How to Get a Mullet, and Popping Career, Like Morgan Wallen - NBC Bay Area

How to Get a Mullet, and Popping Career, Like Morgan Wallen

"Whiskey Glasses," the third single from his 2018 debut album topped Billboard's Hot Country Songs chart for two weeks this year

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    How to Get a Mullet, and Popping Career, Like Morgan Wallen
    Charles Sykes/Invision/AP
    Country singer Morgan Wallen poses for a portrait after getting a mullet at Paul Mole Barber Shop on Tuesday, Aug. 27, 2019, in New York. Wallen, who has turned heads with his likable hit song “Whiskey Glasses," said he decided to try a mullet after seeing old photos of his dad proudly rocking the hairstyle.

    Breakthrough country singer Morgan Wallen is making moves with his hit single about drinking away heartache, "Whiskey Glasses," but he's also turning heads thanks to his trendy mullet.

    The 26-year-old, whose grandfather was a barber, confidently rocks the hairdo, which he said he decided to try after seeing old photos of his dad proudly rocking a mullet.

    "Whenever my parents got married, my dad had a mullet. Me and my dad are very similar-type people with the way we look and the way we act, and I figured if he could get away with it when he was around 25, then I could try to do the same thing," Wallen said.

    During a trip to the Paul Mole barbershop — which claims to be the oldest shop in New York City at 106 years old — Wallen's hair stylist, Amy Georgulis, gives the performer a fresh haircut, as they trade thoughts on how much to trim.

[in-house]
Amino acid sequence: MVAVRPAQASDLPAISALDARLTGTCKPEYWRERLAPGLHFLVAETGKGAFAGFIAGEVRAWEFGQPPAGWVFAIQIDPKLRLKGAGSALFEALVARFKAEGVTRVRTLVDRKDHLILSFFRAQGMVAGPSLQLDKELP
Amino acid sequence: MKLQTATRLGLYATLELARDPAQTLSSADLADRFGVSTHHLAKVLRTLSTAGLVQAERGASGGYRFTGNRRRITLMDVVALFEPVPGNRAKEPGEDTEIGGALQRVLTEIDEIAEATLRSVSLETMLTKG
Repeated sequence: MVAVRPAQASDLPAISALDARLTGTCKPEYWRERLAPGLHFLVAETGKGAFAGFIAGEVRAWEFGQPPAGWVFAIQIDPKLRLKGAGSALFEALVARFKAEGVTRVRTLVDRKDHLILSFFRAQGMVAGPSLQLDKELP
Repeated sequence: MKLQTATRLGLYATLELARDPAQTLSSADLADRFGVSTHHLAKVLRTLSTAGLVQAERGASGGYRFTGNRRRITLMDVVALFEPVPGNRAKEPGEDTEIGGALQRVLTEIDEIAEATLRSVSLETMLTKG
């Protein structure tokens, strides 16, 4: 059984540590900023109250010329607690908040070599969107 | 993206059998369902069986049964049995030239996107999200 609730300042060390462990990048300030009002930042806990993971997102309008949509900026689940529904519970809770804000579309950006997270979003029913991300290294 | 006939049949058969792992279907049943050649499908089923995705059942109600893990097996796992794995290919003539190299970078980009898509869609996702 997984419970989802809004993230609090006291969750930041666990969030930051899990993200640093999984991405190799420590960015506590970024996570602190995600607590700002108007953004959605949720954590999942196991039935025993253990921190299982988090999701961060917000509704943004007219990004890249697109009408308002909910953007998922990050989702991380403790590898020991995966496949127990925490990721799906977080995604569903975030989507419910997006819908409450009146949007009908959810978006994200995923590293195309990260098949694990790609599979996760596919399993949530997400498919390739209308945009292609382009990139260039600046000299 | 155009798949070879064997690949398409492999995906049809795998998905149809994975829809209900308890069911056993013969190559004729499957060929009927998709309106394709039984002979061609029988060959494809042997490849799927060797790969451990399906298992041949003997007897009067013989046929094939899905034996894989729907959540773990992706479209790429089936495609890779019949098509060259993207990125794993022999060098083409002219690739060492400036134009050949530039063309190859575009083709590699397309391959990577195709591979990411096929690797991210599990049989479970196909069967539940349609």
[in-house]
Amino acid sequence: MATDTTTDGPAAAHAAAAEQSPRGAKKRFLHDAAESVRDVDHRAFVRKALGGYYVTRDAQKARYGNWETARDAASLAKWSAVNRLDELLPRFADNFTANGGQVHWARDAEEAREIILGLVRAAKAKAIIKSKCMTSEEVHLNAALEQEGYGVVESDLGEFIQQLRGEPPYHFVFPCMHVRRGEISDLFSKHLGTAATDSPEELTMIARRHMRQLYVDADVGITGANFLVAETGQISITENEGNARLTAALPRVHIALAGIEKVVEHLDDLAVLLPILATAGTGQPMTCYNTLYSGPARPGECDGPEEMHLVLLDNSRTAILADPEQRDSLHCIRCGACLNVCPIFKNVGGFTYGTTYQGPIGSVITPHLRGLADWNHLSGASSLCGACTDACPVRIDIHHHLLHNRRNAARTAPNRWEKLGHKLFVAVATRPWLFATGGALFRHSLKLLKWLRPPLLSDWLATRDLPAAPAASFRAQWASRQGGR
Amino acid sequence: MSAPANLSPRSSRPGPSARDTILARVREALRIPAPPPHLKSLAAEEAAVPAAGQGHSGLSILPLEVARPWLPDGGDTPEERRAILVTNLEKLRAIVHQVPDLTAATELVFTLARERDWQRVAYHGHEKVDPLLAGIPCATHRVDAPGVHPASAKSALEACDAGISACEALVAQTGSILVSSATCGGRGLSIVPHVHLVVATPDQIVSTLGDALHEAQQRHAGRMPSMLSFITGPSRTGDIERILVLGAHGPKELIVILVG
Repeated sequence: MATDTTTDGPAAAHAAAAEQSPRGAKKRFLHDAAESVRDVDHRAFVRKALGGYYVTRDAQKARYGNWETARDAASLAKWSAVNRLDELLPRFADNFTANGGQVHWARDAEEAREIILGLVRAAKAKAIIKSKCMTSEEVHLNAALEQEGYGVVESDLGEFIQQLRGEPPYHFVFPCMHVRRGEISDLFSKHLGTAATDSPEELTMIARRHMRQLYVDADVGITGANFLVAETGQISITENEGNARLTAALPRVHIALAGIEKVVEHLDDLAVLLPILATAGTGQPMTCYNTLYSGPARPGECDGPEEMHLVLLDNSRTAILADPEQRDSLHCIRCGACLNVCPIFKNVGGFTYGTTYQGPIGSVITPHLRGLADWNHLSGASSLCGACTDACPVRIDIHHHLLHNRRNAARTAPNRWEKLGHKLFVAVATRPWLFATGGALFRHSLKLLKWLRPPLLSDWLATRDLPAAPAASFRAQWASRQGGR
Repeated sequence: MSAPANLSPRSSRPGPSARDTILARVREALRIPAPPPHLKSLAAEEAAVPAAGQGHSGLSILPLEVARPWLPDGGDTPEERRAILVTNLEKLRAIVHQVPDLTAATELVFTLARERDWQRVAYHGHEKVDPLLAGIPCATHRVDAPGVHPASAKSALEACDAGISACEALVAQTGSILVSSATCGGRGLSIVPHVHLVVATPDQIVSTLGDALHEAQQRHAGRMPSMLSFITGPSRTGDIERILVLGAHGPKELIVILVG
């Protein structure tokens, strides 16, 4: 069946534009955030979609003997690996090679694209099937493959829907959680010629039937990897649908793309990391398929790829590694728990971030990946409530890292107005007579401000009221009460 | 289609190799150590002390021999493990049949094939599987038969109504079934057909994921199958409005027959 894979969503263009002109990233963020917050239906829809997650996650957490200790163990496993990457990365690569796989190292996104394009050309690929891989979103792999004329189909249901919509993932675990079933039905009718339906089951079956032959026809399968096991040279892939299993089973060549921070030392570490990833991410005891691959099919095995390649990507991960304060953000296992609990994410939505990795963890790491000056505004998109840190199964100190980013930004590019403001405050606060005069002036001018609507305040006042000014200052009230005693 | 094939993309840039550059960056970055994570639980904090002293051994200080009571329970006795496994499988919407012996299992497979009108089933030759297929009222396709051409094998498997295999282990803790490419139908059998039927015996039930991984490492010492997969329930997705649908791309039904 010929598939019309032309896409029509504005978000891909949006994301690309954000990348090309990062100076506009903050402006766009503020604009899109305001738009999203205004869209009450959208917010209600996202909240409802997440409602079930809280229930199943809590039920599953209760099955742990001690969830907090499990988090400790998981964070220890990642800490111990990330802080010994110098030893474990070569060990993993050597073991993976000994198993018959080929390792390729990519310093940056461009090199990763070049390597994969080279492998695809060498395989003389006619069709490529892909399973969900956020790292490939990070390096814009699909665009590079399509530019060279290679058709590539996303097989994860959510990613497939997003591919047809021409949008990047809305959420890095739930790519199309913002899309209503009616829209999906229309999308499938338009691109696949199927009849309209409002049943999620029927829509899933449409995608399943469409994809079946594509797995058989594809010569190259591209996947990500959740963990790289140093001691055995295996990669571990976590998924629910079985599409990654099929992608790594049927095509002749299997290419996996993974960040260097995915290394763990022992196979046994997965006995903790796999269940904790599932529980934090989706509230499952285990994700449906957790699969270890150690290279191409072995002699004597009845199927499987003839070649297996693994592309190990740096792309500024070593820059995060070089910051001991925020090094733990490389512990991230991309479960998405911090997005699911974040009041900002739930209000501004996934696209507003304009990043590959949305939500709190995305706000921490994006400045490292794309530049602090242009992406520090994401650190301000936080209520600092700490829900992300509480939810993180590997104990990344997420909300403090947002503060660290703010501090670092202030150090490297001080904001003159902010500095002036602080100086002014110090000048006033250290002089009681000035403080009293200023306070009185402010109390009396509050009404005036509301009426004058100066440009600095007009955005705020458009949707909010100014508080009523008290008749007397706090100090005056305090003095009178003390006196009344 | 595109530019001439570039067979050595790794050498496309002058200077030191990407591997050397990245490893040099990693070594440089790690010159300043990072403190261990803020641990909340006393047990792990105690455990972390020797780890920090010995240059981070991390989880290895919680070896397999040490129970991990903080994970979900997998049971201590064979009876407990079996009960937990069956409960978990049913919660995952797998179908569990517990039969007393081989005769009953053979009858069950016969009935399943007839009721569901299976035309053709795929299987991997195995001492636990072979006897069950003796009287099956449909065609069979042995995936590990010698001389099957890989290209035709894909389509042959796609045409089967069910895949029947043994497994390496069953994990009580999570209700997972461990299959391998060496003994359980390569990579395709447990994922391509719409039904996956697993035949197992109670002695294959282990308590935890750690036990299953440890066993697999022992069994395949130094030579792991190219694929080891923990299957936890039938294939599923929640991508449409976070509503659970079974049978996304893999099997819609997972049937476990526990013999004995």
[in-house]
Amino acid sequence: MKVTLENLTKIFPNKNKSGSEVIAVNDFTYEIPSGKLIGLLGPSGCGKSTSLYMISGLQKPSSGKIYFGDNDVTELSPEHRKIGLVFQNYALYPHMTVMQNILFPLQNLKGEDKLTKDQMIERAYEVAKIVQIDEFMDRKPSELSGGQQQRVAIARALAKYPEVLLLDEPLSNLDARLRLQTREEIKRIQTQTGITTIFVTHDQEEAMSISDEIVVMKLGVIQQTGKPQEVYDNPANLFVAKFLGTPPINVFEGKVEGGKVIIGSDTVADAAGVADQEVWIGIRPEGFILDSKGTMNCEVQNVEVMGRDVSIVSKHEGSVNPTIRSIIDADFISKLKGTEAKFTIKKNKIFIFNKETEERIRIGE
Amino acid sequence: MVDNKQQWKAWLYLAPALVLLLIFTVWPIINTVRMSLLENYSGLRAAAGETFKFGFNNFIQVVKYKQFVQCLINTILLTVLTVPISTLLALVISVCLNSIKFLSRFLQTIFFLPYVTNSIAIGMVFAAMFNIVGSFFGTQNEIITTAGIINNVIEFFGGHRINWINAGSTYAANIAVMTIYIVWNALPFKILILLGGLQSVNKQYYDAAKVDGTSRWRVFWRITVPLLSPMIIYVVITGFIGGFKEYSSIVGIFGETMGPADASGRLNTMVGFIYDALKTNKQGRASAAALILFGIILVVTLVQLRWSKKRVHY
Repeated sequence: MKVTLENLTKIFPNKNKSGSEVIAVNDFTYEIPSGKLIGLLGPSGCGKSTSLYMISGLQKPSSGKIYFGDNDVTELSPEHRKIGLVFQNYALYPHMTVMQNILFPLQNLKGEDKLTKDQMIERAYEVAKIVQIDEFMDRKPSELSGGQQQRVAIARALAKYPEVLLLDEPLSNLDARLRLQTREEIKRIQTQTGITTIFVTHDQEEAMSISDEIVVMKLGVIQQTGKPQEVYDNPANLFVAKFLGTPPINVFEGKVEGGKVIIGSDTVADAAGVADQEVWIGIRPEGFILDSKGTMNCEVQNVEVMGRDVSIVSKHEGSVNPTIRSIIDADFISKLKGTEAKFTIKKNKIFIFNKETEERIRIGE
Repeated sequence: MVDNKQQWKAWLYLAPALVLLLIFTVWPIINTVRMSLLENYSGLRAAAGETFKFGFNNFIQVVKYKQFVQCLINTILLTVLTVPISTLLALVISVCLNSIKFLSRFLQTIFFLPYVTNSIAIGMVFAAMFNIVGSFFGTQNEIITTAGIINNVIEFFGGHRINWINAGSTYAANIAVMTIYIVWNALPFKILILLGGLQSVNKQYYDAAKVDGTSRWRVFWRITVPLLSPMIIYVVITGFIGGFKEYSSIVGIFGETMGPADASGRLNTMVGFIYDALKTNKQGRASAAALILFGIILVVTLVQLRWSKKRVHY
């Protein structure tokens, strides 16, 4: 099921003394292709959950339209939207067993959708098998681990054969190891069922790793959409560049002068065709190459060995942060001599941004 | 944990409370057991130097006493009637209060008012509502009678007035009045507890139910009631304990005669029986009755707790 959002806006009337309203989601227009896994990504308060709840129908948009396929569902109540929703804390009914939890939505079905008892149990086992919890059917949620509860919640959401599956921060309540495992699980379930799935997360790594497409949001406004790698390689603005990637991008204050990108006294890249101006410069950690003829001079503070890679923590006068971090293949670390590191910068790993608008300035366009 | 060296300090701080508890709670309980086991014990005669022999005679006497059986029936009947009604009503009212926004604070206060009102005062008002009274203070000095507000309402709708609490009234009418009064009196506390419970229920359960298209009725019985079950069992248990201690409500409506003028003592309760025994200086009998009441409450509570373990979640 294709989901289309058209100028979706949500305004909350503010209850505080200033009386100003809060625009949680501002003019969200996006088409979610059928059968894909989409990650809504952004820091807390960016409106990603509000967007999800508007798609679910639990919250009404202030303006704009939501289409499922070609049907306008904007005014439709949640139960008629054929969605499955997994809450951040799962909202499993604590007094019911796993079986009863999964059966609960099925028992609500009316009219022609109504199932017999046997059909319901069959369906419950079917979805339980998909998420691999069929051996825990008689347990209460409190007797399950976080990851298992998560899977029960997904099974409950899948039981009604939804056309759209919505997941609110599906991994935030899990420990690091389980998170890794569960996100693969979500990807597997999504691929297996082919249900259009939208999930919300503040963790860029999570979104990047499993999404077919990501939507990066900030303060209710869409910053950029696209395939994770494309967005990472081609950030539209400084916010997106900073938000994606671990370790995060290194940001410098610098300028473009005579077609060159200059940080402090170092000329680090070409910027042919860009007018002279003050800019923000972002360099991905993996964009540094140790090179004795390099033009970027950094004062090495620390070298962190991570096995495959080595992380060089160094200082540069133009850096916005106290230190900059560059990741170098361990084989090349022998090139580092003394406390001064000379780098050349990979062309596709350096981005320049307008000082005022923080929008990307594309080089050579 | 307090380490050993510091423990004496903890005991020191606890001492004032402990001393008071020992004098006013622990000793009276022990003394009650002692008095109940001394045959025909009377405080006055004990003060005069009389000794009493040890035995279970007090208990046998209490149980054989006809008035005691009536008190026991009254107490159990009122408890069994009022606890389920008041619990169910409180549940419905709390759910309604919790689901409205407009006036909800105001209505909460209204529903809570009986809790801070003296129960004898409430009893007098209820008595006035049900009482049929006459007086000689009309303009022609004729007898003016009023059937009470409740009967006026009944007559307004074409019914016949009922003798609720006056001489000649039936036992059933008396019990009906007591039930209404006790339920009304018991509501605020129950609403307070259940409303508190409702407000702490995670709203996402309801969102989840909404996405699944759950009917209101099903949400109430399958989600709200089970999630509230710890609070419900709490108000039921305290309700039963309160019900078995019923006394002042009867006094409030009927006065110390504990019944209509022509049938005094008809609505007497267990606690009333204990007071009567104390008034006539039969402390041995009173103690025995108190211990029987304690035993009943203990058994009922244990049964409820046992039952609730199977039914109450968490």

"It definitely has become a thing as far as I know. If you come to my shows or if you see a lot of fans or things that I'm tagged in, I've seen a lot of people with similar mullets and it's pretty cool," he said. "I didn't really expect it to be become (a thing)."

    But Wallen's mullet isn't overshadowing his success in music: "Whiskey Glasses," the third single from his 2018 debut album "If I Know Me," became a sleeper hit and topped Billboard's Hot Country Songs chart for two weeks this year. The song is just one of three country tunes to reach the Top 20 of the all-genre Hot 100 chart this year.

    And this week Wallen — who competed on "The Voice" in 2014 and co-wrote songs for Jason Aldean and Kane Brown — earned a nomination for new artist of the year the Country Music Association Awards. He's currently performing on the road with Florida Georgia Line, he'll open up for Luke Combs' fall tour and he just dropped a new collaboration with Grammy-winning DJ-producer Diplo.

    "It's been a good year," he said with a smile on his face.

    Wallen was raised in Sneedville, a small town in Tennessee with less than 1,500 people. He grew up listening to lots of different music: Because his father was a preacher, he was into Christian and gospel music, but he loved classic rock and bands like the Eagles.

    But he never imagined a career in music: "I played baseball my whole life. I end up getting hurt. And that's when I kind of started writing music to kind of get my feelings out."

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    In an interview with The Associated Press, after getting his fresh haircut, Wallen spoke about his mullet and his music.